It was the Serbian-Bulgarian alliance that made military victory possible over Ottoman Turkey. Jacob Schurman in The Balkan Wars, 1912-1913 (1914) explained how ethnicity and geography drew Serbia, Bulgaria and Greece to conflict over Macedonia: “What was the occasion of the war between Turkey and the Balkan States in 1912? The most general answer that can be given to that question is contained in the one word Macedonia. Geographically Macedonia lies between Greece, Servia, and Bulgaria. Ethnographically it is an extension of their races. And if, as Matthew Arnold declared, the primary impulse both of individuals and of nations is the tendency to expansion, Macedonia both in virtue of its location and its population was foreordained to be a magnet to the emancipated Christian nations of the Balkans…. Hence the Macedonian question was the quintessence of the Near Eastern Question.”
Philip Gibbs and Bernard Grant in Adventures of War: With Cross and Crescent (1912), noted that Macedonia was the subject of the conflict: “Macedonia, that vague and troublesome territory which for generations has been the theatre of guerrilla warfare, of vendettas, of massacres and murders between Christians and Turks, was to be the cause of quarrel. The liberation of Macedonia from Turkish rule was the watchword adopted by the rulers of the Balkan States to give righteousness to their cause, and to gain the sympathy of other Christian peoples.” Gibbs and Grant concluded that Serbia, Bulgaria, Montenegro, and Greece had self-interested motives in Macedonia.
In April, 1911, the Greek prime minister, Eleftherios Venizelos, sent a note to Sofia through private channels requesting that Bulgaria and Greece enter an understanding to establish a joint defense of the Christian population in Macedonia. The Bulgarian prime minister, Ivan Gueshov, was at first reluctant but Turkish atrocities and harsh measures in Macedonia and the failure on the part of Turkey to join up the Bulgarian and Turkish railways as agreed upon forced him to change his mind. The Italo-Turkish War also galvanized support for a conflict with Turkey. On March 13, 1912, the Serbian-Bulgarian treaty was signed by Ivan Gueshov and Serbian prime minister Milovan Milovanovic and by King Peter of Serbia and King Ferdinand of Bulgaria. On May 29, 1912, a treaty between Greece and Bulgaria followed. In late September, a treaty between Montenegro and Bulgaria was signed. On October 6, Montenegro and Serbia signed a treaty that established the four states of the Balkan League.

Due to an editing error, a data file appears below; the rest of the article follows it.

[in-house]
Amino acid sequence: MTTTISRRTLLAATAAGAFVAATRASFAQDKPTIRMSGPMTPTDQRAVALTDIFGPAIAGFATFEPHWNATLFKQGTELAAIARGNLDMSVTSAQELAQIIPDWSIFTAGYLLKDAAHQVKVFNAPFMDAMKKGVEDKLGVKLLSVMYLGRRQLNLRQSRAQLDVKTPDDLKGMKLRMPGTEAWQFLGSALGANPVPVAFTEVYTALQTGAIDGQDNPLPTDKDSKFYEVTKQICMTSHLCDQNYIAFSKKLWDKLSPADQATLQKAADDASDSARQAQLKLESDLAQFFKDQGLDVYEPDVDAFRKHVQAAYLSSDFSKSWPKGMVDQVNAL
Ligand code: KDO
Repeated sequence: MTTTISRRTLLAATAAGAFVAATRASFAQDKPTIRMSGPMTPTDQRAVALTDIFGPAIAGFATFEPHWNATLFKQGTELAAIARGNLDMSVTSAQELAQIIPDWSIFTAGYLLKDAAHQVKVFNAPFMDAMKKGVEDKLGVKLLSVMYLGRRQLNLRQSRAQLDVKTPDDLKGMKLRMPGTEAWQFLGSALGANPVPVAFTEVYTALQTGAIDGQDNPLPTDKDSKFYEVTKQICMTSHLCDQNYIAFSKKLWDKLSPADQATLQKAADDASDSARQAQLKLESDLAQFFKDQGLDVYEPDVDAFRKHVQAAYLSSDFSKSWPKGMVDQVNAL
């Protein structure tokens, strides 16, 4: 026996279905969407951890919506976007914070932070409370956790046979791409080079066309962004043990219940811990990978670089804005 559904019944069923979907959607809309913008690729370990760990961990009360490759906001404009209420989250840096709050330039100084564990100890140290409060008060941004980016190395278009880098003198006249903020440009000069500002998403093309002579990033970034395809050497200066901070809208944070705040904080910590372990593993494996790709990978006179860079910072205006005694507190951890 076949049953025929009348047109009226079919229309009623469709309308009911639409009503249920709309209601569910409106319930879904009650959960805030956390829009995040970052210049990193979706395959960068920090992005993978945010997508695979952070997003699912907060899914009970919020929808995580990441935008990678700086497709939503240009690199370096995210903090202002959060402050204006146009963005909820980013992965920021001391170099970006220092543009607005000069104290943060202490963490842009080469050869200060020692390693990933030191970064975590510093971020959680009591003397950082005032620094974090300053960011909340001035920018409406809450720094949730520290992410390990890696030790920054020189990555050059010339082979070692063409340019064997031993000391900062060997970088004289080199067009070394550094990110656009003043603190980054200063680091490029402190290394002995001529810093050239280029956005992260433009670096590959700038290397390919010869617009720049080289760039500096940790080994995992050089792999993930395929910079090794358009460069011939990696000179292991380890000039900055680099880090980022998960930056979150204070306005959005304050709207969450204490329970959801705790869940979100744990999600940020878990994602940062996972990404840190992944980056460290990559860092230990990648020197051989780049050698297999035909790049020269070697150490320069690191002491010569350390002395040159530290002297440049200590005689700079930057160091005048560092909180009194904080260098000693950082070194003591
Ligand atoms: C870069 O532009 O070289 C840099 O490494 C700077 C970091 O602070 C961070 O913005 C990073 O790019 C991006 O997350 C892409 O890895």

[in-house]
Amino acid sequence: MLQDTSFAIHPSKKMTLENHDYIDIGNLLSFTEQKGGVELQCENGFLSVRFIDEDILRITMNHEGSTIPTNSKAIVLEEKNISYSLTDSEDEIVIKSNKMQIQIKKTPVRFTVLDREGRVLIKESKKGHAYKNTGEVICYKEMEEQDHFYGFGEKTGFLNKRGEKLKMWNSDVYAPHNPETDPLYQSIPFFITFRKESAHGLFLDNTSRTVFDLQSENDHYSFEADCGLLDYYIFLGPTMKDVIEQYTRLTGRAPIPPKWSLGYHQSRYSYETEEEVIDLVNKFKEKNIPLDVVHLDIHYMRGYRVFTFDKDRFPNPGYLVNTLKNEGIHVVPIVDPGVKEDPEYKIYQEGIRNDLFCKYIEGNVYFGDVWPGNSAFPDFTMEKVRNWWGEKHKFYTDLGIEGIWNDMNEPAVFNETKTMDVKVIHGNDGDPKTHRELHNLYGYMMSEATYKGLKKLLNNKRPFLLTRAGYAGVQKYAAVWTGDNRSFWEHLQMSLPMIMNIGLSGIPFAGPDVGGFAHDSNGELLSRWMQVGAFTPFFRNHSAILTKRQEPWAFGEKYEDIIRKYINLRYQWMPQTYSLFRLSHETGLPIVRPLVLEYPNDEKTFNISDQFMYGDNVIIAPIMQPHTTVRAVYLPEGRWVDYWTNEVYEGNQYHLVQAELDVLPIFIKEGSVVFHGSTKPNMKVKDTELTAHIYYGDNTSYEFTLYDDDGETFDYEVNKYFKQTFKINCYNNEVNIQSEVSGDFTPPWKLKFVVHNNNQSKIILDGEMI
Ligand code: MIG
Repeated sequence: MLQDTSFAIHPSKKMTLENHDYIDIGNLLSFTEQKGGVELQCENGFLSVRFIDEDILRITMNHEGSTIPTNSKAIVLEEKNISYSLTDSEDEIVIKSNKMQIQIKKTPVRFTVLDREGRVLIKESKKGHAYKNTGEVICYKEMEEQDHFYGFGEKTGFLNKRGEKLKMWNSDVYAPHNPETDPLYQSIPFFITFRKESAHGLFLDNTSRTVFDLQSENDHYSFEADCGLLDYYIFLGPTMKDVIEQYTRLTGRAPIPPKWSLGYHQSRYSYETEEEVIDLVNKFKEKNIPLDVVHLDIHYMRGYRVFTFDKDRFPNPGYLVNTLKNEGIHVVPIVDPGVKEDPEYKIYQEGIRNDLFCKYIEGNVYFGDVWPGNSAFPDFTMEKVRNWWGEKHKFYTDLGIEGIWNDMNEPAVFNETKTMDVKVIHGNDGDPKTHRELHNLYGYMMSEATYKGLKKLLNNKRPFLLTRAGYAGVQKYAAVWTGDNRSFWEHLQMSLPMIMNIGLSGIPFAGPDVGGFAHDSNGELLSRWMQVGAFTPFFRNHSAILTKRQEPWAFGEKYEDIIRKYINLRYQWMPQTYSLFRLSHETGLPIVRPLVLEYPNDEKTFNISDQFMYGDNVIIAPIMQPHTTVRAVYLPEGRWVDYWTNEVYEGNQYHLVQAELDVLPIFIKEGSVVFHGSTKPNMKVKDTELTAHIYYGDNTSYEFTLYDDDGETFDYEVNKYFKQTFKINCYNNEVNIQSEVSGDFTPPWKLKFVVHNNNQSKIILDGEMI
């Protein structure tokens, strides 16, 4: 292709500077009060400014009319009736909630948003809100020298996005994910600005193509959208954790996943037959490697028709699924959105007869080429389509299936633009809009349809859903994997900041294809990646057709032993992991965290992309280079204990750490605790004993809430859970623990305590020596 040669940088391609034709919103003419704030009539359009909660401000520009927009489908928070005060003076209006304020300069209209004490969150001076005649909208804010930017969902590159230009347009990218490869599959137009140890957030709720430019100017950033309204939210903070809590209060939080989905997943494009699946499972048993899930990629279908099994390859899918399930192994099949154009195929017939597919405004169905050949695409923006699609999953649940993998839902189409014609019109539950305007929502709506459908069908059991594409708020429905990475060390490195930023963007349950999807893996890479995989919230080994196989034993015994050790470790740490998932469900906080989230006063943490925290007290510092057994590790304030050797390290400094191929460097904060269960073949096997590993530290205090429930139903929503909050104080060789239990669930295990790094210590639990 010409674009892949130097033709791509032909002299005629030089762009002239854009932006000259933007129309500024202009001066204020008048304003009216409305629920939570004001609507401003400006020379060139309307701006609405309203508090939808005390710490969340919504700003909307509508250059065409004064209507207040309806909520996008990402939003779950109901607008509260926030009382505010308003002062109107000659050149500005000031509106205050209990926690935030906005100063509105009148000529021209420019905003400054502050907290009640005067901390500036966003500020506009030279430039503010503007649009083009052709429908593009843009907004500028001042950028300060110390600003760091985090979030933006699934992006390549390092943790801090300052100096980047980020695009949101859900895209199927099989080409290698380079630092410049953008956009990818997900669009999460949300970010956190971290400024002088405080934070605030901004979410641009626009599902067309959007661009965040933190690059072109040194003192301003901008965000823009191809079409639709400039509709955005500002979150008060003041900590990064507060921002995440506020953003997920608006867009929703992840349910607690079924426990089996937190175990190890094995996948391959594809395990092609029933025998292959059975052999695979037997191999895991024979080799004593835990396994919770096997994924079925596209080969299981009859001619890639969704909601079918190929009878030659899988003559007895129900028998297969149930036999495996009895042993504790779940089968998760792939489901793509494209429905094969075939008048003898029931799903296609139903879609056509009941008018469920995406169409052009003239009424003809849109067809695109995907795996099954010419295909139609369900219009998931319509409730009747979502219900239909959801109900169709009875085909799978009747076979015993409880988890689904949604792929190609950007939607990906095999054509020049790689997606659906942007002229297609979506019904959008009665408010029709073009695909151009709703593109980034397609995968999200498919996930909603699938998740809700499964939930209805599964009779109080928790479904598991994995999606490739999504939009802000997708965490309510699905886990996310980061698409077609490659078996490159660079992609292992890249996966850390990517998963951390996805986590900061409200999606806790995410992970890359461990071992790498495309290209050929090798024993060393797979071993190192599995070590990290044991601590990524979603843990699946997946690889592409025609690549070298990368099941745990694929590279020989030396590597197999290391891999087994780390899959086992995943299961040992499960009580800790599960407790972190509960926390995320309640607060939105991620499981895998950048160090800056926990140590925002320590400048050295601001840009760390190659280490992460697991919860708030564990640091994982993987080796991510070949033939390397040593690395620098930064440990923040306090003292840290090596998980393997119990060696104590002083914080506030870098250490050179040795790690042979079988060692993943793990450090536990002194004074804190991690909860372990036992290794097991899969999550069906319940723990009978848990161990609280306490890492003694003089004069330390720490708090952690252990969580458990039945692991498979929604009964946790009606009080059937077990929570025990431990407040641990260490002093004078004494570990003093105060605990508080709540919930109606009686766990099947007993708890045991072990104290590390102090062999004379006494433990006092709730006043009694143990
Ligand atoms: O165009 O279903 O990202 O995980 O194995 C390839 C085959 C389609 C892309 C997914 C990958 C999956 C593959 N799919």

The Serbian-Bulgarian treaty of March 13, 1913 consisted of two parts, a defensive alliance and a secret annex. In the first part of the agreement, Bulgaria and Serbia agreed to “succor one another with their entire forces in the event of one of them being attacked by one or more States.” The second part of the agreement contained a secret annex that covered the territorial division of Macedonia.
Under the secret annex, Serbia was to receive outright all territory north and west of the Shar Mountains, while Bulgaria was to receive all territory east of the Rhodope Mountains and the Struma River. If no agreement could be reached on organizing the rest of the territory in Macedonia into an autonomous province, then Bulgaria was to receive undisputed possession of all land running from Mt. Golem on the Bulgarian border to Lake Ohrid. The land between this line and the boundary of Serbian-controlled land at the Shar Mountains was deemed a “contested zone”, a demarcation line which the Russian Tsar should determine or delineate as the arbiter.
The Balkan League resulted because of the failure of the Treaty of San Stefano and the Treaty of Berlin to resolve the issue of Macedonia. Serbia and Bulgaria resolved to solve the Macedonia issue on their own. Will Monroe explained the failure of the Treaty of Berlin: “The treaty of Berlin gave Macedonia back to the Turks.” The Turkish administration in Macedonia maintained the status quo and did not initiate reforms: “The reforms promised to the Macedonians by the treaty of Berlin never materialized.” The policy of the Ottoman Turkish administration was one of divide and conquer, divide et impera, according to Monroe. Turkish Sultan Abdul-Hamid sought to prevent the emergence of a Macedonian national identity or consciousness: “Throughout the reign of Abdul-Hamid (1876-1909) the use of the word Macedonia was forbidden.” The Turkish province of Macedonia was divided into three administrative districts or vilayets----Monastir/Bitola, Skopje/Uskub, and Salonika/Thessaloniki.